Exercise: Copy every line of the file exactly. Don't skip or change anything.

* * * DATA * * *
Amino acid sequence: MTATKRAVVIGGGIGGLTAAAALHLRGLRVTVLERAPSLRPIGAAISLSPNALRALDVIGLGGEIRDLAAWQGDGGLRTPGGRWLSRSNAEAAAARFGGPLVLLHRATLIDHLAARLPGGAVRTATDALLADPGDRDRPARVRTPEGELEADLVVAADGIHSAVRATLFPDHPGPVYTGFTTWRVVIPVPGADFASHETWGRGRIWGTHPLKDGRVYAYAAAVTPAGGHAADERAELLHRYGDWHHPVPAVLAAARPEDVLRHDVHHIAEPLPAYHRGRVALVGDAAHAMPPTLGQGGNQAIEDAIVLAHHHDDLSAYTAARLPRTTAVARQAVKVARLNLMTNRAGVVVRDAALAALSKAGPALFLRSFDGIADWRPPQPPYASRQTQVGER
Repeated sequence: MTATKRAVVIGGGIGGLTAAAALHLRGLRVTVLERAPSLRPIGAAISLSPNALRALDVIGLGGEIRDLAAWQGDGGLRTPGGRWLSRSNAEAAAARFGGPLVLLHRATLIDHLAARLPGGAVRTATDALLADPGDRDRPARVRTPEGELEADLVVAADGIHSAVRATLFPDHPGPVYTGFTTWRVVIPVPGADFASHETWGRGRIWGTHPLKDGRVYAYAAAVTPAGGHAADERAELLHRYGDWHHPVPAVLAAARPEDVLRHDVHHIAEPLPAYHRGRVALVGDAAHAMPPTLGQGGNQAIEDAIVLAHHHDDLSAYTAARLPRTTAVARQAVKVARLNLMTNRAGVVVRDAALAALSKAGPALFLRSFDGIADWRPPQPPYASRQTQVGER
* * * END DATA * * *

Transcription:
Amino acid sequence: MTATKRAVVIGGGIGGLTAAAALHLRGLRVTVLERAPSLRPIGAAISLSPNALRALDVIGLGGEIRDLAAWQGDGGLRTPGGRWLSRSNAEAAAARFGGPLVLLHRATLIDHLAARLPGGAVRTATDALLADPGDRDRPARVRTPEGELEADLVVAADGIHSAVRATLFPDHPGPVYTGFTTWRVVIPVPGADFASHETWGRGRIWGTHPLKDGRVYAYAAAVTPAGGHAADERAELLHRYGDWHHPVPAVLAAARPEDVLRHDVHHIAEPLPAYHRGRVALVGDAAHAMPPTLGQGGNQAIEDAIVLAHHHDDLSAYTAARLPRTTAVARQAVKVARLNLMTNRAGVVVRDAALAALSKAGPALFLRSFDGIADWRPPQPPYASRQTQVGER
Repeated sequence: MTATKRAVVIGGGIGGLTAAAALHLRGLRVTVLERAPSLRPIGAAISLSPNALRALDVIGLGGEIRDLAAWQGDGGLRTPGGRWLSRSNAEAAAARFGGPLVLLHRATLIDHLAARLPGGAVRTATDALLADPGDRDRPARVRTPEGELEADLVVAADGIHSAVRATLFPDHPGPVYTGFTTWRVVIPVPGADFASHETWGRGRIWGTHPLKDGRVYAYAAAVTPAGGHAADERAELLHRYGDWHHPVPAVLAAARPEDVLRHDVHHIAEPLPAYHRGRVALVGDAAHAMPPTLGQGGNQAIEDAIVLAHHHDDLSAYTAARLPRTTAVARQAVKVARLNLMTNRAGVVVRDAALAALSKAGPALFLRSFDGIADWRPPQPPYASRQTQVGER